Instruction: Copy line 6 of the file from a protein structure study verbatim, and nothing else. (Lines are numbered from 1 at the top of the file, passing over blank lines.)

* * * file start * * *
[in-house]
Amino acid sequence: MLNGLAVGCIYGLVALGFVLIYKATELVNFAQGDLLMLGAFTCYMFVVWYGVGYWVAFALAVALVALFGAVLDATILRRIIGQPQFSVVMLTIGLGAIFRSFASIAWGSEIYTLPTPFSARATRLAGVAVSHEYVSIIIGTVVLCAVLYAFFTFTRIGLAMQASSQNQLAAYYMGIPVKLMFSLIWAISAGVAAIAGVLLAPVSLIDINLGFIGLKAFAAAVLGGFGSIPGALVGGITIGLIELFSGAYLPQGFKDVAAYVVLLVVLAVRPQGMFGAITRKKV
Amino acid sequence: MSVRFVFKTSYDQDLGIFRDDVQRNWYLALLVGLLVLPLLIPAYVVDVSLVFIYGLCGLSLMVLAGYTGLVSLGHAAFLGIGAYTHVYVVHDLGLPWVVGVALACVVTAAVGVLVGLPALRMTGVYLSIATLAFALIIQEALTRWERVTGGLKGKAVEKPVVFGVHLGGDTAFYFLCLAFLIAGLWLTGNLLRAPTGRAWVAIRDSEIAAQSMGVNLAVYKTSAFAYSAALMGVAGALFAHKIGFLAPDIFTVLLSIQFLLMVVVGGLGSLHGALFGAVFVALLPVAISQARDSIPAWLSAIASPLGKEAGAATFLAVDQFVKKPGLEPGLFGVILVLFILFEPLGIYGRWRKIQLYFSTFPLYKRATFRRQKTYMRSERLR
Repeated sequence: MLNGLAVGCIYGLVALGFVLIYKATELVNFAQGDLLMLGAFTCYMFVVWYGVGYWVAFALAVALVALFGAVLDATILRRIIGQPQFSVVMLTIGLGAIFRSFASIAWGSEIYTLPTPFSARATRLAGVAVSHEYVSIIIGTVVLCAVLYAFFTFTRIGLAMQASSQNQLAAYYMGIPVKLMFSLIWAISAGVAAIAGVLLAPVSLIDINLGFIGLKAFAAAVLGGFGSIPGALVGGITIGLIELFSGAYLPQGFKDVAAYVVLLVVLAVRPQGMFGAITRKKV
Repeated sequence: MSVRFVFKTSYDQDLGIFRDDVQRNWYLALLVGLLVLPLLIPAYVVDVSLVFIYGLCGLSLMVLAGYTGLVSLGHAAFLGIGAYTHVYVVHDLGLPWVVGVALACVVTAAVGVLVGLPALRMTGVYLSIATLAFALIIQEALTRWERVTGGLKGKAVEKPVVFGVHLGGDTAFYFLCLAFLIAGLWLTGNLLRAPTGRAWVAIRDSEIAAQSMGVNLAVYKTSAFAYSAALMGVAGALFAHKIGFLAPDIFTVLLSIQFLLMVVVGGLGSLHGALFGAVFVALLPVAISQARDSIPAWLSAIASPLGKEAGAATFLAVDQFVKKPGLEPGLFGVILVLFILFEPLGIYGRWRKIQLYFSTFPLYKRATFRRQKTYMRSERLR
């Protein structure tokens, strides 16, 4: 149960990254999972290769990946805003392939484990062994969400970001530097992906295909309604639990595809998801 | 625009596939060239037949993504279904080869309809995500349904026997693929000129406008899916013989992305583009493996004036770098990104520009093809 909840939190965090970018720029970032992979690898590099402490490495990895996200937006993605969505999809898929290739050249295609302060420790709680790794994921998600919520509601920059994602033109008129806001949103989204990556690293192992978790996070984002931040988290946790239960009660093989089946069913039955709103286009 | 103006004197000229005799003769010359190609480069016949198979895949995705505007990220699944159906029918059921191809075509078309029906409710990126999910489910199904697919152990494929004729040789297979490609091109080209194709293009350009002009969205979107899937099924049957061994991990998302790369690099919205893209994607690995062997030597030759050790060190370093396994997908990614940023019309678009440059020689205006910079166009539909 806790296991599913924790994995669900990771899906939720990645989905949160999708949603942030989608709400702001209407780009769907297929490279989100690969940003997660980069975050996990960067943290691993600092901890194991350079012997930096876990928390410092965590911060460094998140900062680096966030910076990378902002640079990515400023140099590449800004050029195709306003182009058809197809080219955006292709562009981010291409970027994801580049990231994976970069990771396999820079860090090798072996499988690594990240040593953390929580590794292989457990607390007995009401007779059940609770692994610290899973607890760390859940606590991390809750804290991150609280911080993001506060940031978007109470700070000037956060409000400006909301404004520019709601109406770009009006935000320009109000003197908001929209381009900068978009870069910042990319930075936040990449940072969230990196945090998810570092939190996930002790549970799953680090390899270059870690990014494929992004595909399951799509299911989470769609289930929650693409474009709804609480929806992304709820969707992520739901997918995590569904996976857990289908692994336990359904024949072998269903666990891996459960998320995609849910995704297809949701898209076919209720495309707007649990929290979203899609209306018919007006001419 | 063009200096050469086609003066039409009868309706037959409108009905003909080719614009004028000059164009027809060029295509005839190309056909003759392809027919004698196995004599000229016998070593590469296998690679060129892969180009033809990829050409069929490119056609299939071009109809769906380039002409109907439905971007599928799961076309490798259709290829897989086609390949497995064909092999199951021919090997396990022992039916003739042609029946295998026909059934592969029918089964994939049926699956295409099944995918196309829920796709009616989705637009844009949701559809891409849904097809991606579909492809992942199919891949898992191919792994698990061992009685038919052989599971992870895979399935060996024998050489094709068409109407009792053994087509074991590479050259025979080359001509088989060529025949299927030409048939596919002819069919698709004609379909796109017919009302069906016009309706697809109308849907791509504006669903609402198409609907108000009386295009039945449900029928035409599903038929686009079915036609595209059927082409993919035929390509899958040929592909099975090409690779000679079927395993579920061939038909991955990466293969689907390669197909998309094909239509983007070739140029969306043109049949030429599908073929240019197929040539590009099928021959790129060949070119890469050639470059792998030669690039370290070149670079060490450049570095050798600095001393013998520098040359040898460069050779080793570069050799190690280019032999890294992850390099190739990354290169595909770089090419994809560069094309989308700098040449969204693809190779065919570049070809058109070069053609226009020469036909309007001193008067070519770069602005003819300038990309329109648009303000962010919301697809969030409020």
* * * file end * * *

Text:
């Protein structure tokens, strides 16, 4: 149960990254999972290769990946805003392939484990062994969400970001530097992906295909309604639990595809998801 | 625009596939060239037949993504279904080869309809995500349904026997693929000129406008899916013989992305583009493996004036770098990104520009093809 909840939190965090970018720029970032992979690898590099402490490495990895996200937006993605969505999809898929290739050249295609302060420790709680790794994921998600919520509601920059994602033109008129806001949103989204990556690293192992978790996070984002931040988290946790239960009660093989089946069913039955709103286009 | 103006004197000229005799003769010359190609480069016949198979895949995705505007990220699944159906029918059921191809075509078309029906409710990126999910489910199904697919152990494929004729040789297979490609091109080209194709293009350009002009969205979107899937099924049957061994991990998302790369690099919205893209994607690995062997030597030759050790060190370093396994997908990614940023019309678009440059020689205006910079166009539909 806790296991599913924790994995669900990771899906939720990645989905949160999708949603942030989608709400702001209407780009769907297929490279989100690969940003997660980069975050996990960067943290691993600092901890194991350079012997930096876990928390410092965590911060460094998140900062680096966030910076990378902002640079990515400023140099590449800004050029195709306003182009058809197809080219955006292709562009981010291409970027994801580049990231994976970069990771396999820079860090090798072996499988690594990240040593953390929580590794292989457990607390007995009401007779059940609770692994610290899973607890760390859940606590991390809750804290991150609280911080993001506060940031978007109470700070000037956060409000400006909301404004520019709601109406770009009006935000320009109000003197908001929209381009900068978009870069910042990319930075936040990449940072969230990196945090998810570092939190996930002790549970799953680090390899270059870690990014494929992004595909399951799509299911989470769609289930929650693409474009709804609480929806992304709820969707992520739901997918995590569904996976857990289908692994336990359904024949072998269903666990891996459960998320995609849910995704297809949701898209076919209720495309707007649990929290979203899609209306018919007006001419 | 063009200096050469086609003066039409009868309706037959409108009905003909080719614009004028000059164009027809060029295509005839190309056909003759392809027919004698196995004599000229016998070593590469296998690679060129892969180009033809990829050409069929490119056609299939071009109809769906380039002409109907439905971007599928799961076309490798259709290829897989086609390949497995064909092999199951021919090997396990022992039916003739042609029946295998026909059934592969029918089964994939049926699956295409099944995918196309829920796709009616989705637009844009949701559809891409849904097809991606579909492809992942199919891949898992191919792994698990061992009685038919052989599971992870895979399935060996024998050489094709068409109407009792053994087509074991590479050259025979080359001509088989060529025949299927030409048939596919002819069919698709004609379909796109017919009302069906016009309706697809109308849907791509504006669903609402198409609907108000009386295009039945449900029928035409599903038929686009079915036609595209059927082409993919035929390509899958040929592909099975090409690779000679079927395993579920061939038909991955990466293969689907390669197909998309094909239509983007070739140029969306043109049949030429599908073929240019197929040539590009099928021959790129060949070119890469050639470059792998030669690039370290070149670079060490450049570095050798600095001393013998520098040359040898460069050779080793570069050799190690280019032999890294992850390099190739990354290169595909770089090419994809560069094309989308700098040449969204693809190779065919570049070809058109070069053609226009020469036909309007001193008067070519770069602005003819300038990309329109648009303000962010919301697809969030409020």